John Trawick, TVA senior vice president of commercial operations and pricing, told the Knoxville News Sentinel the program is returning to its original focus on small solar installations for houses and small businesses
Gil Melear-Hough, president of the Tennessee Solar Energy Institute, said the project is a victim of its own success.
There is a $5 million shortfall between what TVA pays Generation Partners participants for power and how much money is provided from Green Power Switch customers who agree to pay more to buy energy generated by solar, wind and biomass.
Currently, the Generation Partners program accepts projects that will generate up to 200 kilowatts of power a year, but after Sept. 16, it will accept applications only for projects generating up to 50 kilowatts, TVA spokesman Mike Bradley said.
Larger projects will be eligible for TVA's Renewable Standards Offer, which pays different rates for energy produced during peak-demand periods than for that produced during low-demand periods.
Generation Partners began in 2003 as a way to encourage customers to produce their own power using solar, wind and biomass technologies. Partners sell their excess power to the utility at a premium price. The program is designed to be paid for by Green Power Switch customers.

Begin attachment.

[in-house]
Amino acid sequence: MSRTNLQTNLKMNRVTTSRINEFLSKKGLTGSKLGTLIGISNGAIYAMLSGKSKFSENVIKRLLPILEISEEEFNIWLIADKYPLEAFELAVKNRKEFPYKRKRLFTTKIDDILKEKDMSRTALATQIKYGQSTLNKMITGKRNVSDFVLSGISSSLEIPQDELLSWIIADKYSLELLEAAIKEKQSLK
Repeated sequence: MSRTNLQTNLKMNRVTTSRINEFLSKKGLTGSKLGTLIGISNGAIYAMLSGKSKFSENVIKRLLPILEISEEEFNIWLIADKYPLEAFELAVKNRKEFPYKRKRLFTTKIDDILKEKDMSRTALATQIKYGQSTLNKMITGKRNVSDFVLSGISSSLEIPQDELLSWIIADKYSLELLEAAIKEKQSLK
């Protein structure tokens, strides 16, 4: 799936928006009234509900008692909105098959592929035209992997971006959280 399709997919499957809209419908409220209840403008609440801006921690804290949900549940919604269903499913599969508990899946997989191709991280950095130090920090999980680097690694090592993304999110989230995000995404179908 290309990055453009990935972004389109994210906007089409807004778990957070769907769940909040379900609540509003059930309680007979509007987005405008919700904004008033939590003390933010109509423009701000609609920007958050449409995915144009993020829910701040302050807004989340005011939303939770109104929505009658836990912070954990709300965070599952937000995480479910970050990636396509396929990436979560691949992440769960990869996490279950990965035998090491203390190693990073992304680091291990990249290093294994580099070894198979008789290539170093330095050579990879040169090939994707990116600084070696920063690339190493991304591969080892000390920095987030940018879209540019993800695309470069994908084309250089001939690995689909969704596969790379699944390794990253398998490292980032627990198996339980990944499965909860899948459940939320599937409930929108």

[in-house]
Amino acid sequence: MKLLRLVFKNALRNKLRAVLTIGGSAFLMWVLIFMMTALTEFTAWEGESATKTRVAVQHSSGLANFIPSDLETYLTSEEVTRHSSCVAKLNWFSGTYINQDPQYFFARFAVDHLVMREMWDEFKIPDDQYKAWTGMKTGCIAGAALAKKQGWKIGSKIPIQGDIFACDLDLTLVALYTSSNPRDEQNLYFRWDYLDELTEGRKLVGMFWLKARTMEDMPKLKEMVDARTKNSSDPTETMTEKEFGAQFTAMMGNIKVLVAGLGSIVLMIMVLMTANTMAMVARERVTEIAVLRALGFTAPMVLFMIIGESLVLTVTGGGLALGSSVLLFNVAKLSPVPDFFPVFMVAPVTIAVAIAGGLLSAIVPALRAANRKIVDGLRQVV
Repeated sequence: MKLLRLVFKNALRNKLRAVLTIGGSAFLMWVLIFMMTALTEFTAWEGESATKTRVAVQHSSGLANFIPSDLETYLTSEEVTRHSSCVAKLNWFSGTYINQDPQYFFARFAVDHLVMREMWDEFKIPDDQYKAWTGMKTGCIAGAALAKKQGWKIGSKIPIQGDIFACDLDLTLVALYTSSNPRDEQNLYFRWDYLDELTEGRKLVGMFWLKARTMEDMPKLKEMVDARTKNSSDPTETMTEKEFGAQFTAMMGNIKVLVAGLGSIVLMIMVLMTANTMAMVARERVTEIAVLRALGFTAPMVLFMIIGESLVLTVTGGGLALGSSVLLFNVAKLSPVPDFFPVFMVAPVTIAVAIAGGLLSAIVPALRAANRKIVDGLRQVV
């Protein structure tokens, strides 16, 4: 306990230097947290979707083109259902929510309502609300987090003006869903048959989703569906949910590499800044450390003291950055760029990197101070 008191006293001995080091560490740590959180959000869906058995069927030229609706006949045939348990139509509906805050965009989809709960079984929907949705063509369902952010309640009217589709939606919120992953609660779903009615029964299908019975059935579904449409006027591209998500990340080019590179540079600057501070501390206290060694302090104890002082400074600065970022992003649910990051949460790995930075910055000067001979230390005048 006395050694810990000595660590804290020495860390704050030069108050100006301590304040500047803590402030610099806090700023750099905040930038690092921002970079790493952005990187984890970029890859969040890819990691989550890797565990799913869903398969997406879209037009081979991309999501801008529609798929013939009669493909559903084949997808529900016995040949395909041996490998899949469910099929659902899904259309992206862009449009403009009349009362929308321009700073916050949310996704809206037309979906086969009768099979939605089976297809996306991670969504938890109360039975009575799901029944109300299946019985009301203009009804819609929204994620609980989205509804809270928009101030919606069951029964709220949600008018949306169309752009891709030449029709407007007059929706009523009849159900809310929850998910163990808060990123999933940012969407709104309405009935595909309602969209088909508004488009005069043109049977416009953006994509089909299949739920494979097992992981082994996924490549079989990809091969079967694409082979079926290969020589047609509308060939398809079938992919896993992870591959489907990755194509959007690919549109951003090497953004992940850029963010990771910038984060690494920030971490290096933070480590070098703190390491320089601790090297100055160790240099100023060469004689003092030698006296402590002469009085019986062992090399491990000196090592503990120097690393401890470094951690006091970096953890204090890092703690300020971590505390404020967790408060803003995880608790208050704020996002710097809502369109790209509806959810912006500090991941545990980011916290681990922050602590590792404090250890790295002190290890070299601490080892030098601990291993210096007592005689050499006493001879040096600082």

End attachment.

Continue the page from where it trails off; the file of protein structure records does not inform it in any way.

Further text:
At one point, the demand for alternative energy was outpacing supply. In 2009, TVA expanded the pilot program to include systems that could produce up to 1 megawatt of electricity - about enough to power 1,000 homes. It also increased incentives and simplified the application process.
The result was a deluge of requests totaling $200 million.
The program was briefly suspended before it was restarted for projects generating 200 kilowatts or less.
The upcoming shift from a 200 kilowatt limit to projects that are 50 kilowatts or smaller will not affect the incentive levels Generation Partners will receive at least through the end of 2012, Bradley said.
Susan Curtis, TVA manager of end use generation for demand response, said that as of July 31 Generation Partners members had completed 619 projects producing 23 megawatts of power.
"We have 213 more projects approved and participating agreements signed, and those represent an additional 45 megawatts of solar, wind and biomass generation," Curtis said.
"As we go along, we are going to look at additional renewable energy options and try to transition from a pilot to a long-term program."